Anyone else's moral compass struggling to "find north" of late? The voice on your shoulder speaking a little louder and a little clearer? Inspired by a Tumblr post from Zoe Suen, I will be abstaining from buying into "fast fashion" for 6 months. 

Is it possible to be 100% ethical? I'm not so sure but, in my opinion, it's about doing what you can, when you can. It's not always easy to break old habits and it certainly isn't always cheap but, if you think of the money that you save on the quick purchase from xyz store (that you will probably have to replace after a few washes), it all adds up and actually makes a lot of sense.

You don't have to be a drug-rug wearing, barefoot bike-riding-while-gnawing-on-raw-chia-seeds hippy to have a conscience. Here are some of my favourite places to find ethically sourced, sustainable pieces that are good quality and will keep you looking :

New Classics Studio | Pho.London | Sincerely Tommy | Stella McCartney

Before you say it, Yes. The price point of some (certainly not all) ethically sourced brands and stores range from "a little" to "considerably" higher than what we're used to spending at our favourite fast fashion retailers. But if we can get past the initial shock of the price tag, we'll begin to understand i.e-  if a garment has a super low RRP, what is the cost price? What is the mark-up*? (the amount added to the cost price to generate margin for retailers. Typically, it's 2.5%). Who is paid to make this garment? How much are they paid? What hours do they work to meet consumer demand? How does it get from factory to store? 

*Think on it: If a tshirt costs £1.50 at RRP, divide it by 2.5 to get the cost price of  £0.60 GREAT. BRITISH. POUNDS. 60p. It costs 60p to pay someone to manufacture and process this throw-away item that will be replaced in however many weeks/months. 


Can you still shop? Sure. But now that you're being more selective about where you spend your money, you may find that you're being less frivolous. Here's a short check list of questions that I ask myself before making any purchase (even groceries!):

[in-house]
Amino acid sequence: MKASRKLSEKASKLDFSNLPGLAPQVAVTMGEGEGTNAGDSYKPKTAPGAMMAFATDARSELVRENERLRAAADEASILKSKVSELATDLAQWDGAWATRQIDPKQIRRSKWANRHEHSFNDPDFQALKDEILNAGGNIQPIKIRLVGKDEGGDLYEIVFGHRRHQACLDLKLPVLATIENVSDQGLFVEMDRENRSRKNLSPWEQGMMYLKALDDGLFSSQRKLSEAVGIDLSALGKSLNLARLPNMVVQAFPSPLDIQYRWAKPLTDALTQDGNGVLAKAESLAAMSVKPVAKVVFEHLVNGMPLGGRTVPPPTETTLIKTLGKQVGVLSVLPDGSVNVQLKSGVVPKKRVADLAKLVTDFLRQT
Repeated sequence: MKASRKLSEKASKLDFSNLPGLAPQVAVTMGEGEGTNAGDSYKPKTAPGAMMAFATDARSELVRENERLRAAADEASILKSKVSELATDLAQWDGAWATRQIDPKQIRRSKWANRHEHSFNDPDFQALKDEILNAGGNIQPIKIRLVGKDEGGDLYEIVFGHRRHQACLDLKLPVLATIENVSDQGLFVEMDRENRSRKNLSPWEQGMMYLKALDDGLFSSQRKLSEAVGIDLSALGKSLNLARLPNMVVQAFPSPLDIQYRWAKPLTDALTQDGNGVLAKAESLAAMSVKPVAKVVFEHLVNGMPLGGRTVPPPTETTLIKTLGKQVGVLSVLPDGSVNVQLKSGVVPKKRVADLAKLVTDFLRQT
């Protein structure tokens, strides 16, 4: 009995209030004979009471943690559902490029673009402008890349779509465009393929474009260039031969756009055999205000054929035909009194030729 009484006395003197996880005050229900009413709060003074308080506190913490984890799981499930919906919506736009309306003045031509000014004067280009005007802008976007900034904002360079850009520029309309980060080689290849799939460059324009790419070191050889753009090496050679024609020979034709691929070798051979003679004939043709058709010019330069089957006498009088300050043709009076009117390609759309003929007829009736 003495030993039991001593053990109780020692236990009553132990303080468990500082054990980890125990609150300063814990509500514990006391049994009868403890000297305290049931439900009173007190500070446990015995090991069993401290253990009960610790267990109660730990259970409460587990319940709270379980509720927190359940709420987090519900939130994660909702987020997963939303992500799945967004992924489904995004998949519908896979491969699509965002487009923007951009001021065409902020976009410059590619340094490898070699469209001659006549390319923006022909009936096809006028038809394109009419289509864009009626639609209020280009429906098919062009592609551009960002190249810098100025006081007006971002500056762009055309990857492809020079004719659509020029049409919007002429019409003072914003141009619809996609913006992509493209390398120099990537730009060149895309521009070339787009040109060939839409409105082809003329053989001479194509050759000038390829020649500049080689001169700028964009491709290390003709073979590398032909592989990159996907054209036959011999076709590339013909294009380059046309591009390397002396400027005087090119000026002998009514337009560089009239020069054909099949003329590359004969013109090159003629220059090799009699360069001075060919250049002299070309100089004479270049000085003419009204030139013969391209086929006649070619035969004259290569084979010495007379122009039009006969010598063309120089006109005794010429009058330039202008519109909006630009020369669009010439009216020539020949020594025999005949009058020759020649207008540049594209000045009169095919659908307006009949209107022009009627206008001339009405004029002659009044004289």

1. Can I live without this?
  2. Where was this item manufactured/produced?
  3. What is the longevity of this item - Is it trans-seasonal? 
  4. Cost per wear - Will I get my money's worth?
  5. Do I already have something similar?
  6. What can I swap out (donate to charity/second hand shops/resell) to make room for this?

Still with me? Congratulations. This already sounds ~preachy~, something that I wanted to avoid. I am by no means perfect. This is my journey to being as conscious as feasibly possible. I mean, hey, I really like leather. But seeing as we're already here, below is a list of things that I try to incorporate into day to day life. It's pretty easy and it'll be second nature before you know it.

REUSE -  I have a box full of jars on my counter top that I wash in the dishwasher (eep! water waste. but i use it no more than 2 times per week), sterilise in boiling water and use them to decant dried goods (sugar, flour, rice, legumes, pasta) into as well as a receptacle for water, smoothies and overnights oats. Keep leftovers in glass tupperware. Reuse tinfoil if it isn't too dirty.

I hate plastic bags but they're pretty useful as mini bin-liners, a protective layer in your bag for food/dirty clothes and for throwing away food waste so as to avoid fruit flies/super smelly bins. They also cost 5p a go, so better get your money's worth *kanye shrug*. 

You can reuse nice paper bags as gift bags or to carry things if, you're a snob like me (see above). You can also reuse the free tote bags you sometimes get with purchases to separate clean from dirty clothes when travelling, carrying extra things like laptops, shoes etc. Just wash them to keep them sanitary.

RECYCLE - Find out your local authority's procedure and recycle as much as possible. I keep two bins in my kitchen one for regular trash and one for recycling because get anxiety when I can't do it. You may notice - like I do - that your recycling bin fills up way quicker. If you can, keep your food waste and make compost. You can make your own compost for use in your garden or some local authorities will collect it for you.